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Australians Prepare for War, Hope for Peace

AUSTRALIA, a member of the Gulf force, has begun to prepare for war in the Middle East. The government is stepping up security at airports, nuclear power plants, refineries, and United States and British businesses. Prime Minister Bob Hawke said Australia's antiterrorist forces had been ``alerted.'' Unlike Britain, however, Australia has not expelled any Iraqi citizens or diplomats.

On Thursday, the Australian government pulled its last three diplomats out of Baghdad. It also warned all Australian citizens to leave Iraq, Kuwait, Jordan, Bahrain, Israel, Yemen, and parts of Saudi Arabia. In Saudi Arabia, 700 to 800 Australians are working on contracts.

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This week Qantas Airlines rerouted its flights to Europe to avoid flying within 1,000 miles of the potential war zone. Qantas flights now are routed through Moscow.

Despite domestic criticism, Mr. Hawke continues to support the United Nations mandate. On Wednesday, Hawke told sailors leaving for the Gulf on the support ship HMAS Westralia, ``We all know the despair and tragedy of war, but we also know that this conflict can only be resolved if Saddam Hussein abides by the United Nations Security Council and leaves Kuwait.''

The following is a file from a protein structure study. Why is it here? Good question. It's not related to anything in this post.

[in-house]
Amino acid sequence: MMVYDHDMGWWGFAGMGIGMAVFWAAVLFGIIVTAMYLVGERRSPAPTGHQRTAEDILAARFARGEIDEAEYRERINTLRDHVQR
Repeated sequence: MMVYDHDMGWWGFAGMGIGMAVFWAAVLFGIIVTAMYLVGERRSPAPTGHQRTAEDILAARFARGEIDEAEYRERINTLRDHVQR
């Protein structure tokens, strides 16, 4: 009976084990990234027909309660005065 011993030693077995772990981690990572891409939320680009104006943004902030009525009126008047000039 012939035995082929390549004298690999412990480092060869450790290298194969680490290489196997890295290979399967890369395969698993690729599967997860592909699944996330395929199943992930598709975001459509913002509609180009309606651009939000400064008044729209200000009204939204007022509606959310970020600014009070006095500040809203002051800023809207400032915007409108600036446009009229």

Even as Hawke spoke, peace protesters tried to prevent the ship from leaving the dock. The Westralia will relieve the HMAS Success which is helping to supply two Australian frigates and other ships operating in the Gulf. Peace protesters planned a demonstration in Sydney for noon on Jan. 15, the deadline day for Iraq to leave Kuwait. The Network for Peace, an amalgam of peace organizations, planned to place a half-page ad calling on Hawke not to ``commit Australia to war'' in today's Sydney Morning Herald and Australian. The group is also soliciting money to support the ``Gulf Peace Camp'' on the Saudi-Iraq border.

Many churches here are holding prayer services for peace. Last week over 1,000 people attended a Christian ecumenical prayer service at St. Andrew's Anglican church. And Rev. Clive Norton, the Convener of the Churches' Working Group for Peace, has called on all people to pray for peace each day at 6 a.m., noon, and 6 p.m.

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